A Former US Attorney General Advocates For Women With Ovarian Cancer
The US Supreme Court will decide whether or not to overturn a $2 billion jury award
Wednesday, April 21, 2021 - Former US Attorney General John Ashcroft and his wife have penned an article recently published in St. Louis Today.com that details most of the reasons why jurors have found in favor of plaintiffs in talcum powder cancer lawsuits against Johnson & Johnson for allegedly causing their ovarian cancer. In his open letter, Mr. Ashcoft tries to make his case that the US Supreme Court should uphold the Missouri Court of Appeals decision that awarded 22 women with ovarian cancer around $250 million each in compensatory and punitive damage. The Missouri Appeals Court upheld the jury's verdict but reduced the damages by approximately half, from around $4 billion to about $2 billion in total. 17 of the 22 jurors award was reduced because they resided in a different state than Missouri.
Johnson & Johnson's Supreme Court argument centers on the problematic concept of trying 22 plaintiffs in one court case and that their 14th Amendment right to a fair trial has been violated. The company will argue that each of the 22 plaintiffs should have separate trials as they had different personal medical histories, different family medical histories, and worked, and lived in different environments. Each plaintiff's cancer was in a different stage and each used Johnson's Baby Powder differently and for a different number of years.
Mr. Ashcroft focuses his arguments instead on the deception that Johnson & Johnson has created to sell what the company knew was asbestos-laced talcum powder for over 50 years. According to Mr. and Mrs. Ashcroft, Johnson & Johnson has given consumers the impression of being a mom-and-pop, family-owned, and operated business with products that are safe enough for a baby. Ashcroft accuses Johnson & Johnson of a conspiracy of hiding the truth about their knowledge of their talc supply containing asbestos, as has been disclosed in company correspondence dating back to 1971 when the company admitted knowing about the carcinogen. Ashcroft points to the efficacy of the decisions rendered by "the unanimous collective conclusions and wisdom of a Missouri trial court jury, a Missouri appellate court, and the Missouri Supreme Court," in finding for the plaintiffs as being one of the overriding reasons the Supreme Court should side with the plaintiffs.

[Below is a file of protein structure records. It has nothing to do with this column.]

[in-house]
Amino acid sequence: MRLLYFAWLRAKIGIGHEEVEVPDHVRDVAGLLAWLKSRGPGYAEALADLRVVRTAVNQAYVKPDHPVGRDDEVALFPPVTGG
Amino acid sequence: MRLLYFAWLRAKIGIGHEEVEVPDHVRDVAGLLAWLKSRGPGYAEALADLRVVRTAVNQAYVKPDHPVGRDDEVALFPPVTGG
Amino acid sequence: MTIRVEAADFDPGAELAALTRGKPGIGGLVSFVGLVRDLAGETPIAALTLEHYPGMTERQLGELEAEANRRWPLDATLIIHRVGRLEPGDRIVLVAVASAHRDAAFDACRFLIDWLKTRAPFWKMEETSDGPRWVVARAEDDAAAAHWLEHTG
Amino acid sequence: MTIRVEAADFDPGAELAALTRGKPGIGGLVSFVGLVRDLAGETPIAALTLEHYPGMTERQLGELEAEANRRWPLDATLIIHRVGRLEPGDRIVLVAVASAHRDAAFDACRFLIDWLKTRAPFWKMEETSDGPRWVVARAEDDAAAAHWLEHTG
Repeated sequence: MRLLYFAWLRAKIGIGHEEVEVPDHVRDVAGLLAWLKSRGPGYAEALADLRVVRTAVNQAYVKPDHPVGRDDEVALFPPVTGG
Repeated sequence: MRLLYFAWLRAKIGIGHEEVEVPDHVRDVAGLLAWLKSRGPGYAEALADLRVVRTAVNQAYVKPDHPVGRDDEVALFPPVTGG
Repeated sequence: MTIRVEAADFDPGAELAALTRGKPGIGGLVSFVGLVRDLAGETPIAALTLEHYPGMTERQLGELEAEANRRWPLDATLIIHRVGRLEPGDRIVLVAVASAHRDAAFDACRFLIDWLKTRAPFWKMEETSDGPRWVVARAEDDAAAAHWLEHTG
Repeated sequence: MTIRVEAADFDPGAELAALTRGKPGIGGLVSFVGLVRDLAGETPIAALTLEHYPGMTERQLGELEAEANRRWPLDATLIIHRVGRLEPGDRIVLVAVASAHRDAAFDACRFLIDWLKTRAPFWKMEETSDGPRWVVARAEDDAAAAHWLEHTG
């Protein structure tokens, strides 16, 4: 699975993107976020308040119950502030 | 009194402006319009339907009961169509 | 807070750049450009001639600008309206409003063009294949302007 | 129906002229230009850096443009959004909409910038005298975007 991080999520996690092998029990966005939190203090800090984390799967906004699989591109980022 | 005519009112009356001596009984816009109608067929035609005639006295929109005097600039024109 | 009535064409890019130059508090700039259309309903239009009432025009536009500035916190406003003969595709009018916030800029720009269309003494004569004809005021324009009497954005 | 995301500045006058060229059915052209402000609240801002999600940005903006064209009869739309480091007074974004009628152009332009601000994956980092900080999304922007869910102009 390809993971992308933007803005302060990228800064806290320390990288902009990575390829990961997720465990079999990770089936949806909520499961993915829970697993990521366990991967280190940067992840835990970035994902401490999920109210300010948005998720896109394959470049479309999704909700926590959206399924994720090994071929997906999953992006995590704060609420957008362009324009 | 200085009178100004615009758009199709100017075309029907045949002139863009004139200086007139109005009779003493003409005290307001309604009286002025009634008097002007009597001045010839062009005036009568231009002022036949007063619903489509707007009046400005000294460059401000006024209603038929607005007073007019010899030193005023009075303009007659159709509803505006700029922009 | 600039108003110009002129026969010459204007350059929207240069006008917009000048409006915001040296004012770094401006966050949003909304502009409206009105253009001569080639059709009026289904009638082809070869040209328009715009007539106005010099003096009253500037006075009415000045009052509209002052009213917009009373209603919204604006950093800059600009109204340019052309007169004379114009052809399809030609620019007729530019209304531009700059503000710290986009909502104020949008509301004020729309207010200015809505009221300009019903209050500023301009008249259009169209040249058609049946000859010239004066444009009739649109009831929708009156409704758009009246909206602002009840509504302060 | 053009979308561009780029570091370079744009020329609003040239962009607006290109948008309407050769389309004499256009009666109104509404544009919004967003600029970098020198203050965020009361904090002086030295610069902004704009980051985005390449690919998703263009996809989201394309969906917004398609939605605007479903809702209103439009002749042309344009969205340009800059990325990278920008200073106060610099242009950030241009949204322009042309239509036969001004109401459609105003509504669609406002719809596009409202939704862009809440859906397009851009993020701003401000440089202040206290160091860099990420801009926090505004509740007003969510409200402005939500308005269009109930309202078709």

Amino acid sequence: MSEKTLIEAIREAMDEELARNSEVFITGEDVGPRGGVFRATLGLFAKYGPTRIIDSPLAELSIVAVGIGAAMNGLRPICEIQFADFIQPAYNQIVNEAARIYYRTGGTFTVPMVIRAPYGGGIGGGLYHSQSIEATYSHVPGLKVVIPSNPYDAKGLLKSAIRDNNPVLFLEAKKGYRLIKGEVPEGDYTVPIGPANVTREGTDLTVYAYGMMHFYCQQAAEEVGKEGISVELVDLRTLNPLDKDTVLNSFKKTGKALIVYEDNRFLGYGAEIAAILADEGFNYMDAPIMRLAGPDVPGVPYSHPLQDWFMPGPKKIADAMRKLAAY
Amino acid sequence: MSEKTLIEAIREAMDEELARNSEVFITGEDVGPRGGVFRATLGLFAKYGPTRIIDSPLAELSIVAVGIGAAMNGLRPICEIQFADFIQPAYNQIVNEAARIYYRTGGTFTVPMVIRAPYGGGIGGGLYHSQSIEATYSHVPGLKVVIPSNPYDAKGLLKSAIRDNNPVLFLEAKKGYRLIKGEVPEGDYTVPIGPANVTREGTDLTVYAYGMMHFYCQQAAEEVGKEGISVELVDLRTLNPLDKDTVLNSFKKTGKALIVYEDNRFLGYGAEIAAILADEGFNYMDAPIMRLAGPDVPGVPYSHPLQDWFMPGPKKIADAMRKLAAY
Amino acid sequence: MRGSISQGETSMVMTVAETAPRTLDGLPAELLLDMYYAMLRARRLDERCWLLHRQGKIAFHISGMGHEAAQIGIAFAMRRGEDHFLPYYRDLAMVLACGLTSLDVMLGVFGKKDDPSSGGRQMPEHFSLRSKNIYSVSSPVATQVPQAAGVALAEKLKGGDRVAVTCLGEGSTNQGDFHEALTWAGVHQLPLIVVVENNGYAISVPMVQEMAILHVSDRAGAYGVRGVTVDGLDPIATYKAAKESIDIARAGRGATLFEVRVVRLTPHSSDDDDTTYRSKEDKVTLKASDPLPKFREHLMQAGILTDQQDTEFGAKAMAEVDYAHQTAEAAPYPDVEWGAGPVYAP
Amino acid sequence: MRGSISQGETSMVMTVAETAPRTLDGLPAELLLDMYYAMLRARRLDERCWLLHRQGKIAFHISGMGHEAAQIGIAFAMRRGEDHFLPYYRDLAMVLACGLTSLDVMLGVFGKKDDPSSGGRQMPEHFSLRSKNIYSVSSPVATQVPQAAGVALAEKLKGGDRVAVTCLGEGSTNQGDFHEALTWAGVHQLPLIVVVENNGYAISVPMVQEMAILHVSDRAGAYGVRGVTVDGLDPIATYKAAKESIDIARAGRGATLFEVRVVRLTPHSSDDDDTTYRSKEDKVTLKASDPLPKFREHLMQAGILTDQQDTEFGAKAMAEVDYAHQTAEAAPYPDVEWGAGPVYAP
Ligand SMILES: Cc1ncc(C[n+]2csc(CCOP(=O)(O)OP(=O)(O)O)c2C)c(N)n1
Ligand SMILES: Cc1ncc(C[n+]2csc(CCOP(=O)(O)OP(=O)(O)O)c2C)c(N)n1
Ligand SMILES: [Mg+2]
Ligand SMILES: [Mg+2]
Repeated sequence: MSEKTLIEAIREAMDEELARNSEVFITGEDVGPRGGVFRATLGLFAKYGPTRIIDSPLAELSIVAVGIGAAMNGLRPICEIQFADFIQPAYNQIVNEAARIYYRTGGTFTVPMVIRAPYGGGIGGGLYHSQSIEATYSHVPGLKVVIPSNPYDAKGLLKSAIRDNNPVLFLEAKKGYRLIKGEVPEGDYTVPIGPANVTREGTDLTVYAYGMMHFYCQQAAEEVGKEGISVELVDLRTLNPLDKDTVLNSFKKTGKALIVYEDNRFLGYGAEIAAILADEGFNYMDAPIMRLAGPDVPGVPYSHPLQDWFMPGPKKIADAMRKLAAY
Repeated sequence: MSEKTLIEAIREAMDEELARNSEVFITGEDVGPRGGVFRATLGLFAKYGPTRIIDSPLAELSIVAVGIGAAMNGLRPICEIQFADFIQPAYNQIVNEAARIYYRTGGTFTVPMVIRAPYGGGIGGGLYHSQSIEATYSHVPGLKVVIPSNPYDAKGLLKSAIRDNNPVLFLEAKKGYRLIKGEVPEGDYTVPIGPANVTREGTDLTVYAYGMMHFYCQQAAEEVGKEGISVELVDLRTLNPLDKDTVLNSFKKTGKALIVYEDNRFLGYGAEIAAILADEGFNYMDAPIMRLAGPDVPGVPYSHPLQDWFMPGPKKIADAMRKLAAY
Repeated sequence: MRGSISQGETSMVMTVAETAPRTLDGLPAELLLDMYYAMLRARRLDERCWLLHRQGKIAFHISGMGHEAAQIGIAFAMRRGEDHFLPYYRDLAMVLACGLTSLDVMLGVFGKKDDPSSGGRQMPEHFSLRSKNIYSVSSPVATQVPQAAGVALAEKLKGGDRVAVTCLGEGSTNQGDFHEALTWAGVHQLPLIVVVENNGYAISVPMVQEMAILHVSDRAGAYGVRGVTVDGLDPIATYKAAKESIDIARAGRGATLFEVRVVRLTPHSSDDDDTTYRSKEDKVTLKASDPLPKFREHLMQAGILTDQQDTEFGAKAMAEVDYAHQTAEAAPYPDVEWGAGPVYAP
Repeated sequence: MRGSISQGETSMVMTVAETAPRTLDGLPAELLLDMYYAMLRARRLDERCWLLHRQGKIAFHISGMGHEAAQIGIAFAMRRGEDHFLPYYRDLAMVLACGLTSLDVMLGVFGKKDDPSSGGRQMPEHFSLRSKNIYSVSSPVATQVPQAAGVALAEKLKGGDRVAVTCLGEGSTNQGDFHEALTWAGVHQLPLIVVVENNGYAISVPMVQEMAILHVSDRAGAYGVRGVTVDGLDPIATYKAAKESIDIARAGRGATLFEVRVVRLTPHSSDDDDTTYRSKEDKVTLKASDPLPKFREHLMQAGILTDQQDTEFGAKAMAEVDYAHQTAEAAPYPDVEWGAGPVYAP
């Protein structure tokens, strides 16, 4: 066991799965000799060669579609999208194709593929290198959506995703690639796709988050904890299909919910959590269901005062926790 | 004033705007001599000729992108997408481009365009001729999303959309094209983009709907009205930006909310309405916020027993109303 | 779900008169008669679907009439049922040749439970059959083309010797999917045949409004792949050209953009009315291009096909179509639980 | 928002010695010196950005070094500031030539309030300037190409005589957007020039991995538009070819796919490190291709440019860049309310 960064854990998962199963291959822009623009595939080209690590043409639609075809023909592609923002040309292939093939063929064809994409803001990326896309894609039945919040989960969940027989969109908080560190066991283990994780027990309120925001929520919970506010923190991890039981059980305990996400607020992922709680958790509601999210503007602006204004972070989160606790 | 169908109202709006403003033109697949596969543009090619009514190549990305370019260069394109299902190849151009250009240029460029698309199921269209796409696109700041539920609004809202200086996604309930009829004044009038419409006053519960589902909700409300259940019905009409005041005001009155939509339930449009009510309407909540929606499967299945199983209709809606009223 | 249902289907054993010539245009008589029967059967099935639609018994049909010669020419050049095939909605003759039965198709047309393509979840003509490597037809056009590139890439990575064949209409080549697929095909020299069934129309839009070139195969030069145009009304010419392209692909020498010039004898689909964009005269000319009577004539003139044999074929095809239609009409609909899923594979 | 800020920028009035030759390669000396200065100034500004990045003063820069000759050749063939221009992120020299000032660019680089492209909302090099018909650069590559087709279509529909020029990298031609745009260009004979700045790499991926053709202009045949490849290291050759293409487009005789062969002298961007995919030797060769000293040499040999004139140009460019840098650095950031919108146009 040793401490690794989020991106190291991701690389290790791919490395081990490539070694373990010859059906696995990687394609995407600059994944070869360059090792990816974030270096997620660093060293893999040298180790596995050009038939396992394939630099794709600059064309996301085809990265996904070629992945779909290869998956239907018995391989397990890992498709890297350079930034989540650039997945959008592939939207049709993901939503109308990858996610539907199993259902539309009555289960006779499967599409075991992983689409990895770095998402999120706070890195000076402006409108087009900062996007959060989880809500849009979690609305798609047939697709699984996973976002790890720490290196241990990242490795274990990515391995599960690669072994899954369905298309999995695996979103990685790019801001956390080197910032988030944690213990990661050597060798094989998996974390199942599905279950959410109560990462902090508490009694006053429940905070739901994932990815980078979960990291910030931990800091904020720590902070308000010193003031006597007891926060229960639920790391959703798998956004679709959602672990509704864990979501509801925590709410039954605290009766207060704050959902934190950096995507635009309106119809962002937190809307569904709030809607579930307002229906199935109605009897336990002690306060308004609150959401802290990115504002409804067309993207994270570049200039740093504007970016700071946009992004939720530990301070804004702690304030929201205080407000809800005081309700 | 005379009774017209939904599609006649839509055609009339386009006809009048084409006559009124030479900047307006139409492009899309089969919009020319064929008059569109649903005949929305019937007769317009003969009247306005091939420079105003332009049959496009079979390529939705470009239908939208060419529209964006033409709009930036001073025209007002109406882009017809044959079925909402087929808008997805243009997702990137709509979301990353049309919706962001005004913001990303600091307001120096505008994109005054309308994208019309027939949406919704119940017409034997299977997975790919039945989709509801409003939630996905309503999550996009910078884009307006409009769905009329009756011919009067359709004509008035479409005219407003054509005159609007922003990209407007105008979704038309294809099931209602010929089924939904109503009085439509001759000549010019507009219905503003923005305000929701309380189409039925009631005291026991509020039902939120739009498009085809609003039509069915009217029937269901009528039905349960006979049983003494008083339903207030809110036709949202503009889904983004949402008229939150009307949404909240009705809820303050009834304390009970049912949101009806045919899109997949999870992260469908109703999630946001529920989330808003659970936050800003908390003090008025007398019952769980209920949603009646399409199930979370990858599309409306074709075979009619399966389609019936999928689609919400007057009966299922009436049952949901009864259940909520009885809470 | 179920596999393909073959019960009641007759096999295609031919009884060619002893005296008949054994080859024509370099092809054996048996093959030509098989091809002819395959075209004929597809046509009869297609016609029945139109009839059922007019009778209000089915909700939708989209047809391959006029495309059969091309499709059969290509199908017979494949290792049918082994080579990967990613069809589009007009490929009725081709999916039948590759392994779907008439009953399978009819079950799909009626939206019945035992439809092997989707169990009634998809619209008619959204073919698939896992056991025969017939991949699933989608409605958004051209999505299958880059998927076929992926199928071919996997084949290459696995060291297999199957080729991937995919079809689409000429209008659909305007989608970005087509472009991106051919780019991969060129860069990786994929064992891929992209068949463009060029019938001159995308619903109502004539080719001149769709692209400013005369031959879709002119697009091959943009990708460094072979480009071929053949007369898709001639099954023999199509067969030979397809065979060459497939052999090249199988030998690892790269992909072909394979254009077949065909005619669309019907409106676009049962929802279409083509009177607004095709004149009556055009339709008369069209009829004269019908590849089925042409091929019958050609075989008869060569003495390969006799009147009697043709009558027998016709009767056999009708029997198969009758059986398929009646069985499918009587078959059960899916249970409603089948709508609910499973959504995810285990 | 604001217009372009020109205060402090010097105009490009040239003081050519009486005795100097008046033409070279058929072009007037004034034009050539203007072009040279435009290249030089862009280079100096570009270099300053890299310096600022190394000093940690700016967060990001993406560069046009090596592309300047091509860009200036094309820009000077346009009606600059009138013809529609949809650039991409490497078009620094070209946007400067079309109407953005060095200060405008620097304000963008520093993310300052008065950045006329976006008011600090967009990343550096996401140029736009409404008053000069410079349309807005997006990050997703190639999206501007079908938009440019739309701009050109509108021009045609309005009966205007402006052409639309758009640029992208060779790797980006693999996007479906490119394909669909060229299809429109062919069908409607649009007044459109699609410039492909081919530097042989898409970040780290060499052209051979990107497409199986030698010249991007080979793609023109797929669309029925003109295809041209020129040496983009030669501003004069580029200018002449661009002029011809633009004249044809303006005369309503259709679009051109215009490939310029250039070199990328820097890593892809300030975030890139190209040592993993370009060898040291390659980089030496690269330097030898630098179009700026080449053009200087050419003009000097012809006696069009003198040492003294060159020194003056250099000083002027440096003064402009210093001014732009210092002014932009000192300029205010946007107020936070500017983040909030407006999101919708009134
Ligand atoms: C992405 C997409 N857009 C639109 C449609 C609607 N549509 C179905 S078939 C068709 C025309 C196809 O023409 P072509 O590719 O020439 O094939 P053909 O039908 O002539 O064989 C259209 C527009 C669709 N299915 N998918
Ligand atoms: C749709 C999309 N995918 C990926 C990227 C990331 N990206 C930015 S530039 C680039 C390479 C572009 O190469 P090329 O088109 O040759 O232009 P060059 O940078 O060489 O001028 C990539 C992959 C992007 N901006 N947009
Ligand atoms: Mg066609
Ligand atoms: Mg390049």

Finally, Ascroft makes his most compelling argument by citing the three separate court judged who had admonished Johnson & Johnson each time for its reprehensible behavior. "The panel of appellate judges unanimously declared that Johnson & Johnson engaged in years of cover-ups and denials about the dangers of talc use. It said J&J hid the potential contamination of its powder products with asbestos "because of an evil motive or reckless indifference."
More than 25,000 women and men with ovarian cancer or mesothelioma have filed lawsuits accusing Johnson & Johnson of failing to disclose what they knew about Johnson's Baby Powder cancer. The company has doubled the cash reserves for paying such claims of settling out of court from $2 billion to $4 billion. The decision of the Supreme Court could influence the company to attempt to settle most of the cases before going to trial.